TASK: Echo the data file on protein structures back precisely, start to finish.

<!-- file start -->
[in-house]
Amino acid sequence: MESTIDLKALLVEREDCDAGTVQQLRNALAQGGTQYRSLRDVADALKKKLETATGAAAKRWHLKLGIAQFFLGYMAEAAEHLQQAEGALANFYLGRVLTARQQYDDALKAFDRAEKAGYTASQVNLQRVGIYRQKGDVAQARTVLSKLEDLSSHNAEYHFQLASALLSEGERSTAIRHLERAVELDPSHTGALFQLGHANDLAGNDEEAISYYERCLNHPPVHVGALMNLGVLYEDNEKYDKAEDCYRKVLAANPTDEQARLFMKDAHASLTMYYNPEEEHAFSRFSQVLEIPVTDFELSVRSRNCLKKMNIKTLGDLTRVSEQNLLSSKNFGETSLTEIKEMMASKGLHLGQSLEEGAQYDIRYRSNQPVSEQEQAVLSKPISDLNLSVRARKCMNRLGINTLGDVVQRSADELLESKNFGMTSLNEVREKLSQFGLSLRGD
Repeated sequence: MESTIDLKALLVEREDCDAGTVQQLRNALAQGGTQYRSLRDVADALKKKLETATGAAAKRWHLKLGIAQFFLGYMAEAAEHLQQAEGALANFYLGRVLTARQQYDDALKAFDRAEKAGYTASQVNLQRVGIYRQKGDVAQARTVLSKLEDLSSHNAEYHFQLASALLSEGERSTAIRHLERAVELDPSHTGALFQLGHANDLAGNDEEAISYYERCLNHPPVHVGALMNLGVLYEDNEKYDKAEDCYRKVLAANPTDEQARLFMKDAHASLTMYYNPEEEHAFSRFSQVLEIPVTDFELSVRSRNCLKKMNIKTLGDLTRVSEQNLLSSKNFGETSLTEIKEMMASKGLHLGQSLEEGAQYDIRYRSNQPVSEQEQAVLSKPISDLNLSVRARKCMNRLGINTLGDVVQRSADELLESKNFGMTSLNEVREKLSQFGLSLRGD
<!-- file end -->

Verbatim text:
[in-house]
Amino acid sequence: MESTIDLKALLVEREDCDAGTVQQLRNALAQGGTQYRSLRDVADALKKKLETATGAAAKRWHLKLGIAQFFLGYMAEAAEHLQQAEGALANFYLGRVLTARQQYDDALKAFDRAEKAGYTASQVNLQRVGIYRQKGDVAQARTVLSKLEDLSSHNAEYHFQLASALLSEGERSTAIRHLERAVELDPSHTGALFQLGHANDLAGNDEEAISYYERCLNHPPVHVGALMNLGVLYEDNEKYDKAEDCYRKVLAANPTDEQARLFMKDAHASLTMYYNPEEEHAFSRFSQVLEIPVTDFELSVRSRNCLKKMNIKTLGDLTRVSEQNLLSSKNFGETSLTEIKEMMASKGLHLGQSLEEGAQYDIRYRSNQPVSEQEQAVLSKPISDLNLSVRARKCMNRLGINTLGDVVQRSADELLESKNFGMTSLNEVREKLSQFGLSLRGD
Repeated sequence: MESTIDLKALLVEREDCDAGTVQQLRNALAQGGTQYRSLRDVADALKKKLETATGAAAKRWHLKLGIAQFFLGYMAEAAEHLQQAEGALANFYLGRVLTARQQYDDALKAFDRAEKAGYTASQVNLQRVGIYRQKGDVAQARTVLSKLEDLSSHNAEYHFQLASALLSEGERSTAIRHLERAVELDPSHTGALFQLGHANDLAGNDEEAISYYERCLNHPPVHVGALMNLGVLYEDNEKYDKAEDCYRKVLAANPTDEQARLFMKDAHASLTMYYNPEEEHAFSRFSQVLEIPVTDFELSVRSRNCLKKMNIKTLGDLTRVSEQNLLSSKNFGETSLTEIKEMMASKGLHLGQSLEEGAQYDIRYRSNQPVSEQEQAVLSKPISDLNLSVRARKCMNRLGINTLGDVVQRSADELLESKNFGMTSLNEVREKLSQFGLSLRGD